The region needed to have sustained a $36.7 million impact to qualify for grant money disbursed to public entities.
(TNS) - Cameron and Hidalgo County leaders met with U.S. Rep. Filemon Vela, D-Brownsville, Monday afternoon to convey concerns about being denied grant money to fix infrastructure damaged by widespread flooding in June.
The Federal Emergency Management Agency conducted two assessments of damages caused by flooding in Hidalgo, Cameron and Jim Wells counties. Its most recent assessment found the three-county area sustained $20 million in damages, according to Hidalgo County Emergency Manager Rick Saldaña. The region needed to have sustained a $36.7 million impact to qualify for grant money disbursed to public entities.
The Rio Grande Valley’s congressional delegation and Sens. John Cornyn and Ted Cruz, R-Texas, plan to author a letter this week addressing concerns raised by local leaders, Vela said.
“Maybe transparency is another thing you need to address in your letter,” Hidalgo County Precinct 1 Commissioner David Fuentes suggested after hearing from local leaders who detailed questions left unanswered by FEMA representatives.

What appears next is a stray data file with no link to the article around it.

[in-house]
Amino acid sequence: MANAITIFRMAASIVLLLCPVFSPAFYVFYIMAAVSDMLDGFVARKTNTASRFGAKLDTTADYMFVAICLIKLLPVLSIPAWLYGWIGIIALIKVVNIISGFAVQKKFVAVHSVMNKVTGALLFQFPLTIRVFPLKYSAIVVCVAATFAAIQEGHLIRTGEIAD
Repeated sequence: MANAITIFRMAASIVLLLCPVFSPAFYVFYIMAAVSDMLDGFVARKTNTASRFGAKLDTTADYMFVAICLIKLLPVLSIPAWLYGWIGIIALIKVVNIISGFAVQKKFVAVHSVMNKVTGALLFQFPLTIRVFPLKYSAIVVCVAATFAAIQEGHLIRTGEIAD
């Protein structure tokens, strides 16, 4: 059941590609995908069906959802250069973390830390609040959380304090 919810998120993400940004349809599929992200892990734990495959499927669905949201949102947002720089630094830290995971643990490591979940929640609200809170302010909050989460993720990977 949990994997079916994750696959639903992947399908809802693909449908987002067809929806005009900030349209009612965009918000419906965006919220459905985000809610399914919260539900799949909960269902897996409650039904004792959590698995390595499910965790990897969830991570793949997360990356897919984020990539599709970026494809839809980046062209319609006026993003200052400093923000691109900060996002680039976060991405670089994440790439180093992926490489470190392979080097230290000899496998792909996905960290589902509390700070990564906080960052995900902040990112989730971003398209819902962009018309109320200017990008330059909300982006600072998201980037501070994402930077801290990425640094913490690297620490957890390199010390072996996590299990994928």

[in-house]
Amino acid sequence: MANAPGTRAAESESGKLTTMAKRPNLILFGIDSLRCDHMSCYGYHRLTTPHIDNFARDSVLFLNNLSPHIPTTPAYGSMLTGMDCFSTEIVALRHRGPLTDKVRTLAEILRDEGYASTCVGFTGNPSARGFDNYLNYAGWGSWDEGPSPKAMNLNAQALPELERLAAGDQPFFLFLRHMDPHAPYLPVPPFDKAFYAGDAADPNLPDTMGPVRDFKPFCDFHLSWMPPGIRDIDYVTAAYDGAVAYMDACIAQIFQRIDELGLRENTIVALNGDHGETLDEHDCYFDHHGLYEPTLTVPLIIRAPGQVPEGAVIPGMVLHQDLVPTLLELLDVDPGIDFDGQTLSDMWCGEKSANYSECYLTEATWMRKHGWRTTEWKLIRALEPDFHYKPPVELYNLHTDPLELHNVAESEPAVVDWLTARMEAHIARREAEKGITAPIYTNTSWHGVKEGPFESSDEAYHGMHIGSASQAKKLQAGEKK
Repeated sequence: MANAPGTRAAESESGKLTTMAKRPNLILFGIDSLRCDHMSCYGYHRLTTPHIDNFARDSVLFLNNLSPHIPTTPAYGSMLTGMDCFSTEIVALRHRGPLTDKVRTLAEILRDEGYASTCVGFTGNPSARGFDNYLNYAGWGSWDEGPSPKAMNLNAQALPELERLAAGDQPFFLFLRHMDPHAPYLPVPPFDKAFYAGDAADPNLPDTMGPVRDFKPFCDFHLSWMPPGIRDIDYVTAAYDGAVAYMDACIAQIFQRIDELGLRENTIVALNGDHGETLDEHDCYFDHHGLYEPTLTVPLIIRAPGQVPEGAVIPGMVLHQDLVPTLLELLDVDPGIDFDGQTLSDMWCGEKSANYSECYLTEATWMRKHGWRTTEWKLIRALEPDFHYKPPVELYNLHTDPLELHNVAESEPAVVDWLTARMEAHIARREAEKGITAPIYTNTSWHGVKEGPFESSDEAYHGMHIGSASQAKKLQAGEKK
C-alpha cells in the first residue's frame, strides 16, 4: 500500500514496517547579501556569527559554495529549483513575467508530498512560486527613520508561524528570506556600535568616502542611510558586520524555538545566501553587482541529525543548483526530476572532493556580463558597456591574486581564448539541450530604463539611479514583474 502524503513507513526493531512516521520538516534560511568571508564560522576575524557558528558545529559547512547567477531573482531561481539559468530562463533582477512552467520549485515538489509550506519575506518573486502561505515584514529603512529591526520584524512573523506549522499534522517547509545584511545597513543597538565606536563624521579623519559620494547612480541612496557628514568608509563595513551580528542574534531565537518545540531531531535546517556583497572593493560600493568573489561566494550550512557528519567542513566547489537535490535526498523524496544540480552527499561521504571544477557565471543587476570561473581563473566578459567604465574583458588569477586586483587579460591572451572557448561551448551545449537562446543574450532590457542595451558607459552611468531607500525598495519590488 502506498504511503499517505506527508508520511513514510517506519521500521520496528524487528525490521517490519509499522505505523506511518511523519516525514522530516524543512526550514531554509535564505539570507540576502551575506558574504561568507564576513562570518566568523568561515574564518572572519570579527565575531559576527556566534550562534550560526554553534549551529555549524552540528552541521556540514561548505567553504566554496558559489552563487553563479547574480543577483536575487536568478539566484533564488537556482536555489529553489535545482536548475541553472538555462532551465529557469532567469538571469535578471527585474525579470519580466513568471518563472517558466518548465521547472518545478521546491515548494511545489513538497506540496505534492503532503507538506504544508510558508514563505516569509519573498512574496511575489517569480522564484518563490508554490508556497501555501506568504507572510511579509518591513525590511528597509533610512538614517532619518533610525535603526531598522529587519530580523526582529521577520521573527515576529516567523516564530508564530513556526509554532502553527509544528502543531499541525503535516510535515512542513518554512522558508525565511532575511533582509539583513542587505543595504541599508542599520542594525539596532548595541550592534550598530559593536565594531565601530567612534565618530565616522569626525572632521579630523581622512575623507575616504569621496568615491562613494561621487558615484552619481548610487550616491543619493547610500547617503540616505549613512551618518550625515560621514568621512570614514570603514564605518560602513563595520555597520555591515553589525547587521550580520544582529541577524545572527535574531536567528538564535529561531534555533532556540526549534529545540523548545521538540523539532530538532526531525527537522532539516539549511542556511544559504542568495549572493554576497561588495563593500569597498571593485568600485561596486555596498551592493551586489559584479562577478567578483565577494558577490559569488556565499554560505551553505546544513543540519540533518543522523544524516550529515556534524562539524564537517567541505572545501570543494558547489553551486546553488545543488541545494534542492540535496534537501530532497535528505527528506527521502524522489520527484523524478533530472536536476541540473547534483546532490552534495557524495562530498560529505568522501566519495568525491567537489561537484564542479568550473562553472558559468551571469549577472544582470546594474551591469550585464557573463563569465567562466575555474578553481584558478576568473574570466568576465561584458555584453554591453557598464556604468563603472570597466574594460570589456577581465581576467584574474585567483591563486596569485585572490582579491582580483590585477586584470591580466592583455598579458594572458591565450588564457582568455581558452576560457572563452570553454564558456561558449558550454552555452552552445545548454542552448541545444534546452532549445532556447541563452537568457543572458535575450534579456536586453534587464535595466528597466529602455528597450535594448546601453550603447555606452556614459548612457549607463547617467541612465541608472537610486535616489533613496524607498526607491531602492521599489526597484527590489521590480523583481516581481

Commissioners, emergency managers and others were taken aback by an apparent change in the assessment process, which now excludes damages to property operated by certain irrigation districts, according to discussion during the meeting held at the Lower Rio Grande Valley Development Council.
Cameron County, La Feria and Harlingen irrigation districts, which provide municipal water, sustained about $11.6 million in damages, Saldaña said.
“Damage is damage, it needs to be counted,” said Cameron County Emergency Manager Tom Hushen.
The monetary impact to Hidalgo County and its cities amounted to $25 million. Hidalgo County Drainage District No. 1 reported a $2.3 million impact. In Cameron County, the number calculated by officials totaled $30 million.
The local assessments, not including damage to public school property, amount to at least $68.9 million.
“We’re not asking for anything that hasn’t been covered and paid for in the past, and that’s my concern,” said Cameron County Judge Eddie Treviño.
A joint letter by congressmen and senators representing the Rio Grande Valley will likely be finalized this week.
“All five of us are on the same page with this particular issue,” Vela said.
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